When you're venturing into the world of BDSM and kink for the first time, it can feel overwhelming and frightening, like when Dorothy, the Scarecrow, Tinman, and Lion all ventured into the Haunted Forest except with gags and — you know what? That's a terrible metaphor. There are several things to keep in mind before you even start spanking each other.
First off, communication is important before, during, and after sex. You may wind up hating something, or loving something and wanting to explore it further.
And take new things one at a time. "Look at it like a meal. If you've never tried crab legs, you might not want to eat, like, six other things that you've never tried either, because I imagine it would take away from the crab legs," says Julie Stewart, President of Sportsheets, a company that specializes in sex toys and BDSM accessories.
Experiment and figure out what role you like playing. You might even be BDSM-ambidextrous. "One person may be giving up a little bit and letting the other person be more dominant," says Stewart. "And I think there's something to say about all of this. It isn't always 'Well, the woman always does this, and the man always does this.' Like sex positions, it doesn't have the be the man this way and the women this way. It can be you try it, than he tries it."
Don't breach each other's trust, either. For example: don't spank your partner harder than they're comfortable with because you're mad about a fight you had earlier.
Here are some suggestions for where to start:
1. Do it in the closet. "You've got your scarves, your neckties. You're kind of taking a normal, household piece of clothing and turning it into a little something exciting," says Stewart. A blindfold is a good starter because you can still have sex the way you normally would. "A normal touch feels different because you can't see or anticipate where it's going to be," says Stewart. Any item of clothing can be used to blindfold your partner as long as it isn't sheer.
2. Have a tickle fight. When you're turned on, your body can respond to the slightest touch, and changing the way you touch your partner (and what you touch them with) can make for drastic results. Grabbing something soft, like a feather duster (one that hasn't been in all the cracks of your house) or even a soft glove or mitten, and running it along your partner's body will be a drastically different experience for them compared to when you just use your hand.
3. Use the frozen fruit in the back of your fridge. Restraining your partner and rubbing them down with something icy is another way to alter the way you're touching their body and making things feel more extreme without involving any pain or serious discomfort.
4. Shut your partner up. The ball-gag is the stereotypical BDSM accoutrement, and it's easy to fashion one out of say, balled-up panties. "They're the blindfold for your mouth because it's the same thing — it's removing one more level of control where you can't communicate. You have to communicate differently, through your expression," says Stewart. ...
Sexual rights are said to embrace human rights that are already recognized in national laws, international human rights documents and other consensus documents. These include the right of all persons, free of coercion, discrimination and violence, to: the highest attainable standard of health in relation to sexuality, including access to sexual health including reproductive health care services; seek, receive and impart information in relation to sexuality; sexuality education; respect for bodily integrity; choice of partner; decide to be sexually active or not; consensual sexual relations; consensual marriage; decide whether or not, and when to have children; and pursue a satisfying, safe and pleasurable sexual life. The responsible exercise of human rights requires that all persons respect the rights of others (World Health Organization, 2002).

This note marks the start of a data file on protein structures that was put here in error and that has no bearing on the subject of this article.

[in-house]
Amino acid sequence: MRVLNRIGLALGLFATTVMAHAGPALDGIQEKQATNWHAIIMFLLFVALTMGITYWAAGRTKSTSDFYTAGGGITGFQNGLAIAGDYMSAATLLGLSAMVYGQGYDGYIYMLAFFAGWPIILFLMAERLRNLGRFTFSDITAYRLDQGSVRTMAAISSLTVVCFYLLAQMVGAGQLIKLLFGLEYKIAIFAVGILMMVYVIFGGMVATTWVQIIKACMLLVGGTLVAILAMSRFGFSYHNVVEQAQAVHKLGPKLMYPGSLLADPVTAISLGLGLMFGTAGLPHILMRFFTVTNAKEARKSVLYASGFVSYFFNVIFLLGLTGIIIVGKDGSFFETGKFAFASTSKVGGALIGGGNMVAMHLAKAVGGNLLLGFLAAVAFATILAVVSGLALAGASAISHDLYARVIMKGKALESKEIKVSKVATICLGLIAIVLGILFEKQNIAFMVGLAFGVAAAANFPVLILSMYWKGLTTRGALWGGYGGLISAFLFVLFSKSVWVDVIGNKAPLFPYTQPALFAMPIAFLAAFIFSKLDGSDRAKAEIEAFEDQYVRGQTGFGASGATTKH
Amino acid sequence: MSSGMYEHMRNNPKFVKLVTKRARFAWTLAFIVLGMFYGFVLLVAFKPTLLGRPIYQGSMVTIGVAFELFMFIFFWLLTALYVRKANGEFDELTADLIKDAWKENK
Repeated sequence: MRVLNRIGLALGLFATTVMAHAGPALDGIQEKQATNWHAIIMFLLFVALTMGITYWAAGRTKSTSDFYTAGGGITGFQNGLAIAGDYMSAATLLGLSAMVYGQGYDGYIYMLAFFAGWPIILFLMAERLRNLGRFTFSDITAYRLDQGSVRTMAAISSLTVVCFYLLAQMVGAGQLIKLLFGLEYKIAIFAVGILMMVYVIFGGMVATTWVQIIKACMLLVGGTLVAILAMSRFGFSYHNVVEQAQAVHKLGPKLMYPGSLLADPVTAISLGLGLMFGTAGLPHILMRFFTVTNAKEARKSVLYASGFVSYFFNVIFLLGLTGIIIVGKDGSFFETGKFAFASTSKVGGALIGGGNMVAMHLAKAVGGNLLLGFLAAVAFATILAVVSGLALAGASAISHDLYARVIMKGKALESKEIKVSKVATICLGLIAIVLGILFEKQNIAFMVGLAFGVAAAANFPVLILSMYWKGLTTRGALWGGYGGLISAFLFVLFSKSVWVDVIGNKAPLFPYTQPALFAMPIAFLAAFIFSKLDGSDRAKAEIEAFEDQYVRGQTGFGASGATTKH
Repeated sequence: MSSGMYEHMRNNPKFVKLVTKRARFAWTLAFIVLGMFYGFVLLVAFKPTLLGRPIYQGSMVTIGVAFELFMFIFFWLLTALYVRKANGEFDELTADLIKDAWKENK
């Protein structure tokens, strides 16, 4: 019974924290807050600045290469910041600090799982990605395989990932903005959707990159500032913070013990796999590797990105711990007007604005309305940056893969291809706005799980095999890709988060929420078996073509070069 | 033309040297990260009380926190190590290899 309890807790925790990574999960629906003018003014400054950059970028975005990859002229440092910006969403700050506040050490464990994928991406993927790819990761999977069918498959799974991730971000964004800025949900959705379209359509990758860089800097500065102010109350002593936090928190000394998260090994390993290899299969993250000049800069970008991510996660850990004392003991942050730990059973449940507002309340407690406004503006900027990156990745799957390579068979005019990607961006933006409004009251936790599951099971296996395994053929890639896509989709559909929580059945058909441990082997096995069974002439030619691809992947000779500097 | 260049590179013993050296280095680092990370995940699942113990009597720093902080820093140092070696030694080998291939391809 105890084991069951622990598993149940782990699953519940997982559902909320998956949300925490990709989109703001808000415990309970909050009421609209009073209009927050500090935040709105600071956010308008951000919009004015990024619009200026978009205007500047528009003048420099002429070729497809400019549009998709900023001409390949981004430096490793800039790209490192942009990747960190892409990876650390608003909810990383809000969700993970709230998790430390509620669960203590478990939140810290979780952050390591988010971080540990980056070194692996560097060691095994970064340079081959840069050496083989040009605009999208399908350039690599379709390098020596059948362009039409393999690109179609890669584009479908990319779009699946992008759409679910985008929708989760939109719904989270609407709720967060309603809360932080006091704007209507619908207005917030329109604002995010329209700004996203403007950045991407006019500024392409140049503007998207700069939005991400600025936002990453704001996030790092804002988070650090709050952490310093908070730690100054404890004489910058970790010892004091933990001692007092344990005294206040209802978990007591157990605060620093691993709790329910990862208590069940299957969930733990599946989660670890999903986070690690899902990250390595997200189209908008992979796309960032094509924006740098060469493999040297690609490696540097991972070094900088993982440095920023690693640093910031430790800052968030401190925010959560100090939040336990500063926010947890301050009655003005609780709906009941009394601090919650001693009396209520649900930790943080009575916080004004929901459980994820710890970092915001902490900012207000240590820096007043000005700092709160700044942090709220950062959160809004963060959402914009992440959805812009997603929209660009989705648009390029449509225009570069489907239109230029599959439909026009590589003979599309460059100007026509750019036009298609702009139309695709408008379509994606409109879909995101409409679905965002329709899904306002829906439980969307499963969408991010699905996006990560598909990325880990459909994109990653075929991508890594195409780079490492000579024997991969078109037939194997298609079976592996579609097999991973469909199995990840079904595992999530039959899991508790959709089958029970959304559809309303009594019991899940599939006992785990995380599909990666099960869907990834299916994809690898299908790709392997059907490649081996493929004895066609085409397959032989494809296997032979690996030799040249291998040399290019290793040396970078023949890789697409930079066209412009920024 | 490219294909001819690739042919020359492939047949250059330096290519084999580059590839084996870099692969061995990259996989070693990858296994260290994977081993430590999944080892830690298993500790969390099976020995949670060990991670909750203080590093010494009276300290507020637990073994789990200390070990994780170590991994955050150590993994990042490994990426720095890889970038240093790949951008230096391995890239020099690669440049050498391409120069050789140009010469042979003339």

On one level, sexual citizenship can be associated to having fundamentals right to free expression and just desert. Freedom of expression usually refers to expression in the public domain, while sexuality and gender relations have typically been relegated to the private sphere. In general, the types of rights that are associated with the public sphere include political, civil, and economic liberties, which are distributed and protected by the state. The idea of sexual rights brings forth the ability to express sexual diversity in the public sphere – especially if political, civil or economic rights are contingent on sexual orientation and gender, for example. Sexual rights, in this sense can include the right to divorce, the right to marry, the right to choose sexual partner(s), the right to be protected from violence, the right to inherit, the right to adopt, and the rights to receive public services such as education and healthcare, an so forth. Often sexuality is lurking but is not acknowledged as a factor that colors our basket of fundamental rights. Thus, the conventional language of rights (if sexual rights are not included) is often heteronormative and sexist by nature – excluding parts of our selves that behave, identify, or have interpersonal relations outside of sociocultural norms. At some level, one of the strategic uses of the phrase “sexual rights” is precisely to undercut or question this heteronormativity.